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Geometry may be hard-wired into brain, study shows
Reuters ^ | Thu Jan 19, 2006 | Anon

Posted on 01/20/2006 3:11:23 AM PST by Pharmboy

Amazonian hunter-gatherers who lack written language and who have never seen a math book score highly on basic tests of geometric concepts, researchers said on Thursday in a study that suggests geometry may be hard-wired into the brain.

Adults and children alike showed a clear grasp of concepts such as where the center of a circle is and the logical extension of a straight line, the researchers report in this week's issue of the journal Science.

Stanislas Dehaene of the College de France in Paris and colleagues tested 14 children and 30 adults of an Amazonian group called the Munduruku, and compared their findings to tests of U.S. adults and children.

"Munduruku children and adults spontaneously made use of basic geometric concepts such as points, lines, parallelism, or right angles to detect intruders in simple pictures, and they used distance, angle, and sense relationships in geometrical maps to locate hidden objects," they wrote.

"Our results provide evidence for geometrical intuitions in the absence of schooling, experience with graphic symbols or maps, or a rich language of geometrical terms."

Geometry is an ancient field and Dehaene's team postulated that it may spring from innate abilities.

"Many of its propositions -- that two points determine a line, or that three orthogonal axes localize a point -- are judged to be self-evident and yet have been questioned on the basis of logical argument, physical theory, or experiment," the researchers wrote.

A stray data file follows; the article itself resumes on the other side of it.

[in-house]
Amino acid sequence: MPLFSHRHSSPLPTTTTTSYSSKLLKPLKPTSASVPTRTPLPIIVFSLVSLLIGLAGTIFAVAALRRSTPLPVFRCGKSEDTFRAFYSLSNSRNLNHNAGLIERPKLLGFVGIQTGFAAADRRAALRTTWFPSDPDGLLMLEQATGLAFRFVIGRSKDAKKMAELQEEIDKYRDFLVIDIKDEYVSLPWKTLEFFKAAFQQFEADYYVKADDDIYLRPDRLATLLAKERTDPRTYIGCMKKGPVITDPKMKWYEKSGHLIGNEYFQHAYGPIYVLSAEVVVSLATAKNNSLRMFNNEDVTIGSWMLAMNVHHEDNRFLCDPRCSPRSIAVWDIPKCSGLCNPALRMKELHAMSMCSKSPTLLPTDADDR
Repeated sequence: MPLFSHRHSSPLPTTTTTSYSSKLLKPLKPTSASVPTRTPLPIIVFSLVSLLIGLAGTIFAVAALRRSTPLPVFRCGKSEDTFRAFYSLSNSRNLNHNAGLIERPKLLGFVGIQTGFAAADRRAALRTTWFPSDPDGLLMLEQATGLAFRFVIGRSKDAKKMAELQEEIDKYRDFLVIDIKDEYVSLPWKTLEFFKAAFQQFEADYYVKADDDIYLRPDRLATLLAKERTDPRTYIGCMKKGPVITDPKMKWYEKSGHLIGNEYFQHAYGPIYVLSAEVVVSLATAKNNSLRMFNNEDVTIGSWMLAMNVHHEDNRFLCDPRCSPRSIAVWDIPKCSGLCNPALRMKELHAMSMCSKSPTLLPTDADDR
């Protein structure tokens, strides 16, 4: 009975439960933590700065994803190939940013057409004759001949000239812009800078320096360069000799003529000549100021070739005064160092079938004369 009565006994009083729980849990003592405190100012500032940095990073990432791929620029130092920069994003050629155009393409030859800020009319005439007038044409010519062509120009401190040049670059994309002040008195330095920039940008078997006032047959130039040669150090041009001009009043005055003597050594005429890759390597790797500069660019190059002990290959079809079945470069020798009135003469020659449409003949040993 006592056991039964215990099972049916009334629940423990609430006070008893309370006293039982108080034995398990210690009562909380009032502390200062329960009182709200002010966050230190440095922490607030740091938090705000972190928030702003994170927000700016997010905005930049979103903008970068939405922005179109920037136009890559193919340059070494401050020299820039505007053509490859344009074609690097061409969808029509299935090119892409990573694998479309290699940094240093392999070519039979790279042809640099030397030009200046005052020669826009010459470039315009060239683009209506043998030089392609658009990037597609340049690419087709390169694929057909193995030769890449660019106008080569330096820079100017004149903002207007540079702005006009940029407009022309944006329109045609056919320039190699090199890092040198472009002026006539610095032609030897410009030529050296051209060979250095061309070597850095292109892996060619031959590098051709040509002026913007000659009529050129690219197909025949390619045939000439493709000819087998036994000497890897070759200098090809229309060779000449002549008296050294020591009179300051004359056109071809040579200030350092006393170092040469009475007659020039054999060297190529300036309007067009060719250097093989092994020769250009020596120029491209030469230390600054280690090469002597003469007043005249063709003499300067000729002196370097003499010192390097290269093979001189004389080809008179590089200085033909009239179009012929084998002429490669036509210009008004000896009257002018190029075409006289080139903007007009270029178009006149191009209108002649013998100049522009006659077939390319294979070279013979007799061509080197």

There was no way the Munduruku could have learned these ideas, they added.

"Most of the children and adults who took part in our experiments inhabit scattered, isolated villages and have little or no schooling, rulers, compasses, or maps," they wrote.

"Furthermore, the Munduruku language has few words dedicated to arithmetical, geometrical, or spatial concepts, although a variety of metaphors are spontaneously used."

They designed arrays of six images, each of which contained five conforming to a geometric concept and one that violated it.

"The participants were asked, in their language, to point to the weird or ugly one," the researchers wrote.

"All participants, even those aged 6, performed well above the chance level of 16.6 percent," they found. The average score was nearly 67 percent correct -- identical to the score for U.S. children.

"The spontaneous understanding of geometrical concepts and maps by this remote human community provides evidence that core geometrical knowledge, like basic arithmetic, is a universal constituent of the human mind," they concluded.


TOPICS: Culture/Society; Foreign Affairs; Front Page News; News/Current Events
KEYWORDS: brain; cognition; crevolist; hardwired; hunting; math; southamerica
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Geometric constructs are key to understanding a 2 dimensional and 3 dimensional world. This is not surprising.
1 posted on 01/20/2006 3:11:26 AM PST by Pharmboy
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To: PatrickHenry; blam; voletti; aculeus; SunkenCiv; Physicist; thefactor

Math ping...for your personal interests and not meant for you to ping your lists.


2 posted on 01/20/2006 3:14:51 AM PST by Pharmboy (The stone age didn't end because they ran out of stones.)
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To: Pharmboy

Geometry is crucial to land navigation. It's not surprising that hunters understand


3 posted on 01/20/2006 3:26:38 AM PST by SauronOfMordor (A planned society is most appealing to those with the hubris to think they will be the planners)